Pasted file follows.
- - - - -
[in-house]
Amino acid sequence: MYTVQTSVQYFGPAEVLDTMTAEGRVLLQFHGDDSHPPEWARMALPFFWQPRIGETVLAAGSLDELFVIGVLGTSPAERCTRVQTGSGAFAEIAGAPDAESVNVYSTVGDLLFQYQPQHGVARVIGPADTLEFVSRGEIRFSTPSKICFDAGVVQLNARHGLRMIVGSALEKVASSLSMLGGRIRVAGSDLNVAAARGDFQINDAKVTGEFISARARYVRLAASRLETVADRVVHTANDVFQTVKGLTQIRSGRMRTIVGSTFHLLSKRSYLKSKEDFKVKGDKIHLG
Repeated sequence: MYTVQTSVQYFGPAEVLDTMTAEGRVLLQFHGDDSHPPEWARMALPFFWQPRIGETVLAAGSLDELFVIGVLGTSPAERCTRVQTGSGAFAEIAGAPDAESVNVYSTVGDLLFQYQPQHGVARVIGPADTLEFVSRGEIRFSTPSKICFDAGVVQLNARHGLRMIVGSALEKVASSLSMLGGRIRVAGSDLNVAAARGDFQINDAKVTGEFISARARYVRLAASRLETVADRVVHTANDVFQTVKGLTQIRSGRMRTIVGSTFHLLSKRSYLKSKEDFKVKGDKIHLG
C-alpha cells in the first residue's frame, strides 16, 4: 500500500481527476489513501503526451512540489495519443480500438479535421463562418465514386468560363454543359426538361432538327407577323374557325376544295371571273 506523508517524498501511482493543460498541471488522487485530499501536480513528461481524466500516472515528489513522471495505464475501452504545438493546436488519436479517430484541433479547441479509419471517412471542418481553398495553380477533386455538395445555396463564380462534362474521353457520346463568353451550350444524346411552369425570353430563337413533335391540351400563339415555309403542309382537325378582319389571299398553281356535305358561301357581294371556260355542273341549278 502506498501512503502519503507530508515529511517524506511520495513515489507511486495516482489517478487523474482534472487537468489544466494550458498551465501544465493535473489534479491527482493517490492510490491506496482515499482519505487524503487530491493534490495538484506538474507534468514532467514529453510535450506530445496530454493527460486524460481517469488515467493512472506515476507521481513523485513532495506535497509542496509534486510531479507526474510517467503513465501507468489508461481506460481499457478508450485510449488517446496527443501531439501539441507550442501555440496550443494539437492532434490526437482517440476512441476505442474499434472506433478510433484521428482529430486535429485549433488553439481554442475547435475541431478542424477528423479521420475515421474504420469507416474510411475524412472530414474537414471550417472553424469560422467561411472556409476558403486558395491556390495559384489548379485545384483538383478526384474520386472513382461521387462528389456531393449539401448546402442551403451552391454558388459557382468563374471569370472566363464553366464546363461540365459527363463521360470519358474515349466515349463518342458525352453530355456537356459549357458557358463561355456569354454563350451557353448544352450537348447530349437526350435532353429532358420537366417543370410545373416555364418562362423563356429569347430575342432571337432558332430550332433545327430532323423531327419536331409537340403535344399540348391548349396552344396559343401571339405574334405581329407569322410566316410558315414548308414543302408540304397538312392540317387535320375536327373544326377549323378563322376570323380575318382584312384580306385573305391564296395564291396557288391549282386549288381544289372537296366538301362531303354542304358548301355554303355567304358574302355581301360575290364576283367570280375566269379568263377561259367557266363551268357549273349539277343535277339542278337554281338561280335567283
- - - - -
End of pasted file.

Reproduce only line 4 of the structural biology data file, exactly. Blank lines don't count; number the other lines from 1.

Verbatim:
C-alpha cells in the first residue's frame, strides 16, 4: 500500500481527476489513501503526451512540489495519443480500438479535421463562418465514386468560363454543359426538361432538327407577323374557325376544295371571273 506523508517524498501511482493543460498541471488522487485530499501536480513528461481524466500516472515528489513522471495505464475501452504545438493546436488519436479517430484541433479547441479509419471517412471542418481553398495553380477533386455538395445555396463564380462534362474521353457520346463568353451550350444524346411552369425570353430563337413533335391540351400563339415555309403542309382537325378582319389571299398553281356535305358561301357581294371556260355542273341549278 502506498501512503502519503507530508515529511517524506511520495513515489507511486495516482489517478487523474482534472487537468489544466494550458498551465501544465493535473489534479491527482493517490492510490491506496482515499482519505487524503487530491493534490495538484506538474507534468514532467514529453510535450506530445496530454493527460486524460481517469488515467493512472506515476507521481513523485513532495506535497509542496509534486510531479507526474510517467503513465501507468489508461481506460481499457478508450485510449488517446496527443501531439501539441507550442501555440496550443494539437492532434490526437482517440476512441476505442474499434472506433478510433484521428482529430486535429485549433488553439481554442475547435475541431478542424477528423479521420475515421474504420469507416474510411475524412472530414474537414471550417472553424469560422467561411472556409476558403486558395491556390495559384489548379485545384483538383478526384474520386472513382461521387462528389456531393449539401448546402442551403451552391454558388459557382468563374471569370472566363464553366464546363461540365459527363463521360470519358474515349466515349463518342458525352453530355456537356459549357458557358463561355456569354454563350451557353448544352450537348447530349437526350435532353429532358420537366417543370410545373416555364418562362423563356429569347430575342432571337432558332430550332433545327430532323423531327419536331409537340403535344399540348391548349396552344396559343401571339405574334405581329407569322410566316410558315414548308414543302408540304397538312392540317387535320375536327373544326377549323378563322376570323380575318382584312384580306385573305391564296395564291396557288391549282386549288381544289372537296366538301362531303354542304358548301355554303355567304358574302355581301360575290364576283367570280375566269379568263377561259367557266363551268357549273349539277343535277339542278337554281338561280335567283